After completing my 3 year degree as a history major in 1992, my career was in Information Technology. Writing, research and developing an argument were skills that differentiated me and opened opportunities in management. Since coming back to Carleton I’ve had opportunities I hoped for and more I didn’t imagine. My analytical skills have improved and that’s beneficial to my work. Through history projects I’ve gained insight from databases, websites, geographic information systems and maps by working with them. I didn’t imagine doing projects with natural language processing or deep learning, experiences which are opening new doors for me in my career. Even more, becoming a contributing author to an article or working on projects with researchers at Carleton and at other universities are huge opportunities I’m grateful for, but didn’t expect. Through the Historian’s Craft and theory courses, I feel much better equipped to examine and write about history.
I hope to continue to work on projects with other historians and employ digital methods. I also want to continue research on Canada’s No 2. Construction Battalion from World War I.
With Hallowe’en not all that far away, it seems only right that we should ask: Um, why do you teach ‘A History of Zombies’?
Because zombies are real in several interesting ways. To begin with, they’re as real as Virgins Mary or Holy Ghosts, that is, to believers. But they are also real to science, by the way, though there are some steep technical issues in play here. Zombies are also part of the “real world” in which we live now. And they have been since Hollywood’s White Zombie (1932). But, of course, they have been never more present than since 9/11 (as in, zombies symbolize rampant consumerism, fear and loathing of racialized Others, in particular immigrants…). The course asks why? So there’s a lot of discussion, for example, of US foreign policy and the culture in which it has operated, that is to say, what I would term a more traditional history of white supremacy and the imaginary associated with it.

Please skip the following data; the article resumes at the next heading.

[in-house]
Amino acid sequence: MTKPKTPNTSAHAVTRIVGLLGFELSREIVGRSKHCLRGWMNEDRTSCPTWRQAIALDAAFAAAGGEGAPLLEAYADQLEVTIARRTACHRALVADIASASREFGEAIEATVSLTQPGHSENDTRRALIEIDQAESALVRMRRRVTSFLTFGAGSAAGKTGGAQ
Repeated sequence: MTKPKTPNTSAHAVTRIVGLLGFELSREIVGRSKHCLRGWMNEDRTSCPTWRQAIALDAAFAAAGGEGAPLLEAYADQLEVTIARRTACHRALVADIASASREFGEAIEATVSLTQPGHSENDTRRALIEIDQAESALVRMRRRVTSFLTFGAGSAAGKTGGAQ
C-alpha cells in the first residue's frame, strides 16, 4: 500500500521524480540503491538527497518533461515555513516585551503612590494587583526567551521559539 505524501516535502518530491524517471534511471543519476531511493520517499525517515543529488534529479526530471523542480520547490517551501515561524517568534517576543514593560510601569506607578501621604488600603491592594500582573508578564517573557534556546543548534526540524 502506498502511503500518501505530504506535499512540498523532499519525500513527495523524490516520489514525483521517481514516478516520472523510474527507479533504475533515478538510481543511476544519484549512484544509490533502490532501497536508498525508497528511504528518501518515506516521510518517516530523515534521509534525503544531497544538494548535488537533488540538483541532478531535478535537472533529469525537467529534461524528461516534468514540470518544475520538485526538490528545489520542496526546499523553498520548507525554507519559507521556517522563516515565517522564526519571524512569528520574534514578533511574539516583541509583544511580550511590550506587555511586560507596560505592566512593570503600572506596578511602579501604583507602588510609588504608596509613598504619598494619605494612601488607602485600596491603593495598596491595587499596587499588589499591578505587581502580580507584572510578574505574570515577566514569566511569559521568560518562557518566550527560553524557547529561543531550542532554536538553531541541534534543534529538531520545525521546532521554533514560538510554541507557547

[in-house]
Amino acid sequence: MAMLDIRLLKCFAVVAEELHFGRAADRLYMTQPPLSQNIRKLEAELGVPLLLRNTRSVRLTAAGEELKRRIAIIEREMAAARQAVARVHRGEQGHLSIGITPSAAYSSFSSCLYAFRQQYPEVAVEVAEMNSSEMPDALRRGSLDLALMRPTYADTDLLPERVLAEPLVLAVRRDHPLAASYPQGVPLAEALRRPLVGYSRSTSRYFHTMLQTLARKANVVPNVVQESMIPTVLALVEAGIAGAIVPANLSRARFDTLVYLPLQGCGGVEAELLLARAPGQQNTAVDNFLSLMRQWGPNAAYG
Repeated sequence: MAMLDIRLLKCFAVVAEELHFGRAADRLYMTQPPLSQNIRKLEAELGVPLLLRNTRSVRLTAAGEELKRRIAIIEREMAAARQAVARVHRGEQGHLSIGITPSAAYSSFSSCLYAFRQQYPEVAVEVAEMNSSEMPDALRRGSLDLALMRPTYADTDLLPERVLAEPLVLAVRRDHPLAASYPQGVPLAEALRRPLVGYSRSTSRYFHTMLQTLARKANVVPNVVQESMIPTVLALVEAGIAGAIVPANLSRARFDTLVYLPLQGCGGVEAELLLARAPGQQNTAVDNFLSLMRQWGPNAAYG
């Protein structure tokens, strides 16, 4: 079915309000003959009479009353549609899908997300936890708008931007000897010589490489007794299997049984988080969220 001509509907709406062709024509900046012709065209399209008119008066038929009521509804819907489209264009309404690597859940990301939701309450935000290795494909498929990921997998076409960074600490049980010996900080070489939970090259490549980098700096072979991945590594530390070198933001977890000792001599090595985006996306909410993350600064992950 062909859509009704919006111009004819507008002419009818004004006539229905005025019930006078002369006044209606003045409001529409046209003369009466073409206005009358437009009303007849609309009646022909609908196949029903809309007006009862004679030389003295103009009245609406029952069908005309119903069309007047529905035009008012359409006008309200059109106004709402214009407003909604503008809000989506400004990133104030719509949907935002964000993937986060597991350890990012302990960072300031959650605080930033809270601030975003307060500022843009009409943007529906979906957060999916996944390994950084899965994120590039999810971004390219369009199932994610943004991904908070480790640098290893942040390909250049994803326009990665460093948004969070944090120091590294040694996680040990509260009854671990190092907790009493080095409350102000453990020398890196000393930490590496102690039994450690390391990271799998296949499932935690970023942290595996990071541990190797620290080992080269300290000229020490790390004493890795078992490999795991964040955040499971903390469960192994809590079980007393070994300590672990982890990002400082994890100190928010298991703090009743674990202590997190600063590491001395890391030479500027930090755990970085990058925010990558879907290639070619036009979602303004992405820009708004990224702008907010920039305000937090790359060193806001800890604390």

How have you challenged yourself in designing this course?
A couple of ways. You cannot do everything because there simply isn’t time… plus, I do not know everything about zombies. Second, and stupidly, I admit, I often bugger up the use of technology. But I am working on getting better with it.
Why do students like your course?
I don’t know exactly. But they tend not to drop it. I would guess because it speaks to contemporary issues that, at least initially probably of more interest to me, are quite clearly the end result of stuff that happened in earlier times. History, in other words. I think it becomes apparent in the course that we are all in a sense victims of the thing that we call history, which naturally implies that we have the power to change.
What has surprised you about your students?
Hardest question. I have been doing this since 1995. Idk, I don’t want to just spew platitudes…
What student work in the course sticks with you now?